A study that appears in Blood. involving 678 individuals who apply pesticides, culled from a U.S. Agricultural Health Study of over 50,000 farmers, recently found that exposure to certain pesticides doubles one's risk of developing an abnormal blood condition called MGUS (monoclonal gammopathy of undetermined significance) compared with individuals in the general population. The disorder, characterized by an abnormal level of a plasma protein, requires lifelong monitoring as it is a pre-cancerous condition that can lead to multiple myeloma, a painful cancer of the plasma cells in the bone marrow.

The researchers also evaluated the potential association between MGUS prevalence and 50 specific pesticides. Of the chemicals studied, a significantly increased risk of MGUS was observed among users of dieldrin (an insecticide), carbon-tetrachloride/carbon disulfide (a fumigant mixture), and chlorothalonil (a fungicide). The MGUS risk for these agents increased 5.6-fold, 3.9-fold, and 2.4-fold, respectively. Several other insecticides, herbicides, and fungicides were associated with MGUS, but not significantly.

Tuesday, June 16, 2009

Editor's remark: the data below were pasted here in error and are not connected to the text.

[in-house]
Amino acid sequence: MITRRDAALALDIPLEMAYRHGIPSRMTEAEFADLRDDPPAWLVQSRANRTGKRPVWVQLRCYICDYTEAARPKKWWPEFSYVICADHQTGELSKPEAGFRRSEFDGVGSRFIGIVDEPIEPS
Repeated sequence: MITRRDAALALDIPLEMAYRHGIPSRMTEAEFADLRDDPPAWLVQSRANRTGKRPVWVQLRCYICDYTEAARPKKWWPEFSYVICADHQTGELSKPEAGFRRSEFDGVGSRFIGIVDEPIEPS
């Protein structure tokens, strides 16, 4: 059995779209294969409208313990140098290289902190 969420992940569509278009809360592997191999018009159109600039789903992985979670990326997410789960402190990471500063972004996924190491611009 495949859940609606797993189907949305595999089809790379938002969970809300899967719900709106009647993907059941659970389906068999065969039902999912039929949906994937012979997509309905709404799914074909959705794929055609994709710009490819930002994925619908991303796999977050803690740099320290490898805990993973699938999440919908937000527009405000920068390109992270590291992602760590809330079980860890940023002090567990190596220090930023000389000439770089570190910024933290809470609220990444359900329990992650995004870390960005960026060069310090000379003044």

Loss of Sense of Smell with Zicam Intranasal Cold Remedies

FDA is alerting consumers that Zicam Cold Remedy Nasal Gel, Zicam Cold Remedy Nasal Swabs, and Zicam Cold Remedy Swabs, Kids Size, a discontinued product that consumers may still have in their homes, have all been associated with long lasting or permanent loss of smell (referred to as anosmia). These products, marketed by Matrixx Initiatives, are zinc-containing, nasal cold remedies used to reduce the duration and severity of cold symptoms. However, these products have not been shown to be effective in the reduction of the duration and severity of cold symptoms.

This advisory does not concern oral zinc tablets and lozenges taken by mouth.

FDA recommends that consumers stop using these products and throw them away. See the FDA website for How to Dispose of Unused Medicines.